Tips for effective napping[edit | edit source]

  • Duration: the duration of a nap plays a crucial role in determining its benefits[6]:
    • Research indicates that shorter naps, lastings between 5 to 20 minutes, tend to yield the most significant improvements upon waking[6]. These brief naps primarily involve light non-rapid eye movement (NREM) sleep, which helps restore wakefulness without delving into the deeper slow-wave or rapid eye movement (REM) sleep stages, which can lead to grogginess[6].
    • On the other hand, longer naps exceeding 30 minutes may have adverse effects on nighttime sleep quality and quantity[6].
    • Naps of 90 minutes are associated with decreased sprint performances and increased sleepiness in athletes[17]. But napping for more than 35 minutes and less than 90 minutes can be recommended for active people and athletes[19][38][41].
    • However, some studies suggest that naps lasting up to 90 minutes can enhance memory consolidation by allowing for both NREM and REM sleep[6].
  • Timing: the timing of naps is also crucial, influenced by circadian rhythms and the body's sleep drive[6][18][10]:
    The green line represents the ideal nap window between 1-4 PM, offering benefits such as increased cognitive performance, stress reduction and better nighttime sleep quality. The red line indicates the timeframe where napping is not recommended, closer to bedtime, as this disrupts nighttime sleep patterns.
    • Research suggests that naps taken during the circadian afternoon dip, typically between 1-4 PM, are most beneficial for cognitive performance, stress reduction, and nighttime sleep quality[6][18].
      • The cognitive boost from a nap during these hours persist longer than early naps. They tend to sustain the benefits for 2-3 hours post-nap[6].
    • However, napping too late in the afternoon or evening, especially close to bedtime, can disrupt nighttime sleep patterns[6][46].
  • Frequency: the frequency of napping needed to sustain benefits varies among individuals[6]:
    • Younger adults without sleep deficits may only need 1-2 brief naps per week for performance enhancement[6].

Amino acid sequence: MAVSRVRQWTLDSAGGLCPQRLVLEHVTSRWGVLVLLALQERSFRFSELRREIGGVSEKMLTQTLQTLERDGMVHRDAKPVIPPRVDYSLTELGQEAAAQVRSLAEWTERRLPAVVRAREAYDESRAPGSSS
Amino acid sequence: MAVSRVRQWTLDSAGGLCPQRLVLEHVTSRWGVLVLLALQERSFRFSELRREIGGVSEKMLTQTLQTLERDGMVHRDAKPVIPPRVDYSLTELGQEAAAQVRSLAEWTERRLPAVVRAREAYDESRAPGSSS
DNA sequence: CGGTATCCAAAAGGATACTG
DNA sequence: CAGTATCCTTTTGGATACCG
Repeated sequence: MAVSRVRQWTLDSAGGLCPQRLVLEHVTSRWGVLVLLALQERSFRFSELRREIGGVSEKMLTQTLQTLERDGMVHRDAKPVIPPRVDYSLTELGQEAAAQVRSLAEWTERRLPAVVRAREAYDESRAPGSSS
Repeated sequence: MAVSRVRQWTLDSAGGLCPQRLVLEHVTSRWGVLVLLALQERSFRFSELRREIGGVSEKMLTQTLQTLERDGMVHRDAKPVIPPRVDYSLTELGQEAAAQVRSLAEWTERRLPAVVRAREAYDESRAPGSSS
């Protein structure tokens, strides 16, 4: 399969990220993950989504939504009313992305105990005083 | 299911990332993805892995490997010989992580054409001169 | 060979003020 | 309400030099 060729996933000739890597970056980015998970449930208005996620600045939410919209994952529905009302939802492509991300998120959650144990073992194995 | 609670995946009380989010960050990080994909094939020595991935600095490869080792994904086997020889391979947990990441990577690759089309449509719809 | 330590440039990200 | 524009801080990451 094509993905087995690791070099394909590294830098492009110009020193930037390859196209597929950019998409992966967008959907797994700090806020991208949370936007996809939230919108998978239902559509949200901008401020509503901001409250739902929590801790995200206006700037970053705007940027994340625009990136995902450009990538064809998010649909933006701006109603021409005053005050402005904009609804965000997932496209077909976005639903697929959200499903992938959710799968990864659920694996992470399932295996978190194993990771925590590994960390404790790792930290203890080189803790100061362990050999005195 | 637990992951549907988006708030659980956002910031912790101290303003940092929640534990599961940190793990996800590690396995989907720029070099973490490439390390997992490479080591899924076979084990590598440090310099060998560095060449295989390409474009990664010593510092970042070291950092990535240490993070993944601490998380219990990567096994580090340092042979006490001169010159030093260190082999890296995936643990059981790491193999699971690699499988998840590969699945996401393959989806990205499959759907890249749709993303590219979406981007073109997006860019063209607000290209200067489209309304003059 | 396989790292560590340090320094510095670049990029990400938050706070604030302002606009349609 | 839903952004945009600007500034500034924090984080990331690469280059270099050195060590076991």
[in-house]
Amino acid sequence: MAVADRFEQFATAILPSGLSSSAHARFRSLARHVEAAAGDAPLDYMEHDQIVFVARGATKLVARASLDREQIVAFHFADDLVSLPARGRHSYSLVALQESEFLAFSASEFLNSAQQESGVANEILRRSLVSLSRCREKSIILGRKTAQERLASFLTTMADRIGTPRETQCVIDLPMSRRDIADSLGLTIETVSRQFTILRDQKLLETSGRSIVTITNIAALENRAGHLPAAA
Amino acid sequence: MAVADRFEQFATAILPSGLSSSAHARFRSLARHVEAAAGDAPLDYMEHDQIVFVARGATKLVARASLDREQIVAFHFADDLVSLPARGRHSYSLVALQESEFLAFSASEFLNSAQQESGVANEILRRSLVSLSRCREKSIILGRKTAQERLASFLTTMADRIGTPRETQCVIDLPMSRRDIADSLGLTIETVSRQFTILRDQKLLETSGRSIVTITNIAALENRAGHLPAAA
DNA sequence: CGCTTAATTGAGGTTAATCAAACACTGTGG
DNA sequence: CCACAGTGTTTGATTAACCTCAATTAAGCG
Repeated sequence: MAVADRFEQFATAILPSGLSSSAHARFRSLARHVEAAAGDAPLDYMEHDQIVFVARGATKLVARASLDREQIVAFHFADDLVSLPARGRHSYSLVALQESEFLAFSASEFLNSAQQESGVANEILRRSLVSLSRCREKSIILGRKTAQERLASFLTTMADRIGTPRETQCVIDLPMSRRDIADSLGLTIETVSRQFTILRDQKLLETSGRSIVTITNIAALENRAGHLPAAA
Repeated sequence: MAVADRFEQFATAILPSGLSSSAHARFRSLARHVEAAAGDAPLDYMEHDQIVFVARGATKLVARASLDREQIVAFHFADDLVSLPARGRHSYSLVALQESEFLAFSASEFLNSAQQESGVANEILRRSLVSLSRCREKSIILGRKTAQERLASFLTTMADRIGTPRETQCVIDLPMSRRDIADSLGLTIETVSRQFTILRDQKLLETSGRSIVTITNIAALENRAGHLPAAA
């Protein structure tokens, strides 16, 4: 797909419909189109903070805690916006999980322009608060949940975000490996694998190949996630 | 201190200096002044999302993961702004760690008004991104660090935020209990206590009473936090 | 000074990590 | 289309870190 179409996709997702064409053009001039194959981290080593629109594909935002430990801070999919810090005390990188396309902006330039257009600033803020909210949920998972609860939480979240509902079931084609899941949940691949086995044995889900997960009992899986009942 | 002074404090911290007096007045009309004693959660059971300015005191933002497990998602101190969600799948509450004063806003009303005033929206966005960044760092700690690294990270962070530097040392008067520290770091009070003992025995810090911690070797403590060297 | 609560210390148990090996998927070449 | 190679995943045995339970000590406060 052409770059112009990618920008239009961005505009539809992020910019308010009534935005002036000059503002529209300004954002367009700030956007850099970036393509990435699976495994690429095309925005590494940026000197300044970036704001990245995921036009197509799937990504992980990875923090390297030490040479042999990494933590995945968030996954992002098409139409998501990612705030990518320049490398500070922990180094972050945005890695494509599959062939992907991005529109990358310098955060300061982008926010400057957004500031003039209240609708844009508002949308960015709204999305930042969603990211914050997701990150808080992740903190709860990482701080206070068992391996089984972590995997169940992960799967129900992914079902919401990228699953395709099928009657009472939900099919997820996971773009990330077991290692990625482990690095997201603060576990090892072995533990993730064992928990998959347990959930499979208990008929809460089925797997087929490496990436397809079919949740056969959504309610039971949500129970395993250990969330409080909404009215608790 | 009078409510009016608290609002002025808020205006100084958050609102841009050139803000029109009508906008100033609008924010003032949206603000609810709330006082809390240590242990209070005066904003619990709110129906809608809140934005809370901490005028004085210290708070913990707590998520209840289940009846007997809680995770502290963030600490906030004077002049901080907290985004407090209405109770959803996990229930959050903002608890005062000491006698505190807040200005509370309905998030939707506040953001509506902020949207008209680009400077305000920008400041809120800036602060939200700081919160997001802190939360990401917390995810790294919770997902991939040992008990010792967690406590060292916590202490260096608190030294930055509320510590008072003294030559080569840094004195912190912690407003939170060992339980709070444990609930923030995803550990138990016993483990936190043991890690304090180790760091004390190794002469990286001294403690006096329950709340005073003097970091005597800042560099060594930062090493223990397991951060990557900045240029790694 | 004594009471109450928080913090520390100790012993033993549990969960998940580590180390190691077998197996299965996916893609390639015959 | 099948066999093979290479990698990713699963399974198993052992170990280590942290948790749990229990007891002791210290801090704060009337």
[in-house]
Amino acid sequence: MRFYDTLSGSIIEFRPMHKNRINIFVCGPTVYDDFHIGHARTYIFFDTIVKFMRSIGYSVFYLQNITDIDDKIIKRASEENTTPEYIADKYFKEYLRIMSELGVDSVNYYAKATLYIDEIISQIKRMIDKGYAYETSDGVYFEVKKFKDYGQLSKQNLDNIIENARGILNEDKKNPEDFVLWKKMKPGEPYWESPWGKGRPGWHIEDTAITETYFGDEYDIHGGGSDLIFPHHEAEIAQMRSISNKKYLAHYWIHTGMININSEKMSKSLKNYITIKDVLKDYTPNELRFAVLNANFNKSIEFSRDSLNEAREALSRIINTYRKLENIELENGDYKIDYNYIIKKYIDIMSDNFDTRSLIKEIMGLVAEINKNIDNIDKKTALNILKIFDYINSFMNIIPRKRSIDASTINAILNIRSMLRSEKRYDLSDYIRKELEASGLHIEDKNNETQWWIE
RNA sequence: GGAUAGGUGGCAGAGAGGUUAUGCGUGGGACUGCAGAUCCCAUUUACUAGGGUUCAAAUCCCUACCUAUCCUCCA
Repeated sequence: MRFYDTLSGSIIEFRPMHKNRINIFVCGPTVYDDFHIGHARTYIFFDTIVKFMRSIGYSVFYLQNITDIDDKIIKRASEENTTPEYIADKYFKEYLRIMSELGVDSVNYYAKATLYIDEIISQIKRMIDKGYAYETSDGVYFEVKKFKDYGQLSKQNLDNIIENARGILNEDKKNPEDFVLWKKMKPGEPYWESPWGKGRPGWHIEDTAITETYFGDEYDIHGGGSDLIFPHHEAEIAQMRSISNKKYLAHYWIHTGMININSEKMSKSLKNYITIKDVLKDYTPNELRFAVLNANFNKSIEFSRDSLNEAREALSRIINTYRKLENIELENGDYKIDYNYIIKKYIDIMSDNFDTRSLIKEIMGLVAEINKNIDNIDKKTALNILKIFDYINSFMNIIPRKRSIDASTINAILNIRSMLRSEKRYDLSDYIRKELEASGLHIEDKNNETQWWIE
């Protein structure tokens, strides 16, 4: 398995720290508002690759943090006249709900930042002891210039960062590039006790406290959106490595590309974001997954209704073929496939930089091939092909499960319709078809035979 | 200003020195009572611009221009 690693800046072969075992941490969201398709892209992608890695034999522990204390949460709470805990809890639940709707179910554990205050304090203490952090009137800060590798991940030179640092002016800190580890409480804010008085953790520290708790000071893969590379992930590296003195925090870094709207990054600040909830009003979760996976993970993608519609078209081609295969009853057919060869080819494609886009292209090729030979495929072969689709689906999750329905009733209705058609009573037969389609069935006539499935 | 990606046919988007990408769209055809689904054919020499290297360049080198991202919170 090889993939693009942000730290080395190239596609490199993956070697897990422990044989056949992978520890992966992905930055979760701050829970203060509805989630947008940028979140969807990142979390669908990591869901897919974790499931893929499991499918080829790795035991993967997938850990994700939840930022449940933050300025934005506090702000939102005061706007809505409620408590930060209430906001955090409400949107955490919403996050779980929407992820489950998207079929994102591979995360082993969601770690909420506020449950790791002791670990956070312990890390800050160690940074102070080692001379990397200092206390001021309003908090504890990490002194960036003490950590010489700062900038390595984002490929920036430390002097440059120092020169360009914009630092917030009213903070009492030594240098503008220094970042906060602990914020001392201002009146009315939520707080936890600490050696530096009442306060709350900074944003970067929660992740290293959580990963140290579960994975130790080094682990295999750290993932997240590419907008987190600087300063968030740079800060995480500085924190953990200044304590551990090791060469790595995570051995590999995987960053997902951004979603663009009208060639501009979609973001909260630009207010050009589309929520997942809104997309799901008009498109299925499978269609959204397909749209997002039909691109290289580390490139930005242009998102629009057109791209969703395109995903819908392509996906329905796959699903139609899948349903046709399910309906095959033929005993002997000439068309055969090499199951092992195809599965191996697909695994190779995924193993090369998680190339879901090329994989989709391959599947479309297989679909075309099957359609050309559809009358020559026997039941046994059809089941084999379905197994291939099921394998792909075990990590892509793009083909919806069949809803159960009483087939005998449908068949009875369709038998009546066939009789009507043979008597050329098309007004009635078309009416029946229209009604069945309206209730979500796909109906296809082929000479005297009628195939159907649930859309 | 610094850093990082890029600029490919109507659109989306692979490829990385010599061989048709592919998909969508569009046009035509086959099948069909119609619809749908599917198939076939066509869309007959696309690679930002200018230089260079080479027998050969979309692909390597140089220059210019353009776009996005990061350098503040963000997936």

• Older individuals and those with chronic sleep deprivation may require daily napping for optimal function[6].
  • Extra:
    • Ensure getting sufficient sleep the night before napping. Naps should complement proper nighttime sleep, not replace it. If dealing with chronic sleep deprivation, refrain from napping and prioritize improving nighttime sleep habits first[6].
    • Choose a tranquil environment for napping with minimal light and noise, and comfortable temperatures. Opt for places like beds or couches. Use pillows, earplugs, or eye masks if needed[6].
    • Consider a ''caffeine nap'' by consuming caffeine before a brief snooze of 15 to 20 minutes. This strategy allows caffeine's effects to synergize with sleep, reducing drowsiness before the caffeine kicks in[6].
    • Maintain consistent schedules and good sleep hygiene practices. Establish regular bedtimes and wake times to support the circadian rhythm. Create a conducive sleep environment by limiting screen time before bed and avoiding stimulants in the evening[6].
    • Experiment to find the optimal nap length, frequency, and timing that works best. Since everyone's sleep needs vary, making subtle adjustments can enhance effectiveness and prevent over-napping[6][10].

Drawbacks of napping[edit | edit source]

While brief naps offer numerous benefits, research also highlights the drawbacks of excessive napping during the day:

  • When naps become too lenghty, frequent, or irregularly timed, they can compromise the quality and quantity of nocturnal sleep[6][32][47].
  • Habitual napping may also indicate underlying health issues[6][10][14].
  • Longer naps exceeding 30 minutes result in increased slow-wave deep sleep. This reduction in sleep pressure can make it harder to fall asleep at night, potentially reducing nightly sleep duration by up to 30 minutes[6].
  • Late afternoon and evening naps are linked to disruptions in nighttime sleep patterns[6][47]. Individuals who nap after 4 PM experience significantly less REM sleep following a late nap[6]. Therefore, naps taken too close to bedtime are not recommended.
  • Excessively frequent napping can also lead to the displacement of critical nighttime sleep over the long term[6]. Napping every day of the week is associated with double the risk of insomnia compared to occasional nappers.[6] This may result from a reduction in homeostatic sleep drive or disrupted circadian rhythms due to habitual daytime sleeping[6].
  • Individuals, who nap over 1 hour per day, have a 30% greater mortality[6][14].

Conclusion[edit | edit source]

In summary, brief naps lasting between 10-20 minutes, ideally taken between 1-5 PM, seem to be optimal for most healthy adults, considering the influence of circadian rhythms and sleep patterns. Individual variations in sleep requirements influence the ideal nap routine. Nevertheless, when timed appropriately, these short, strategic naps offer a straightforward method to enhance both mental and physical performance. Frequency of napping is individual, but most likely optimized at 1-3 brief naps per week.

It is important to make clear that napping is not a substitute for nighttime sleep, but more like a added bonus. Always make sure to get enough sleep (7-9 hours) before considering adding napping. Good sleep hygiene, maintaining consistent schedules, and seeking clinical treatment for any underlying sleep disorders are essential. The benefits of napping are supplementary to sufficient baseline sleep. They provide a periodic boost rather than serving as a subsitue for overnight sleep.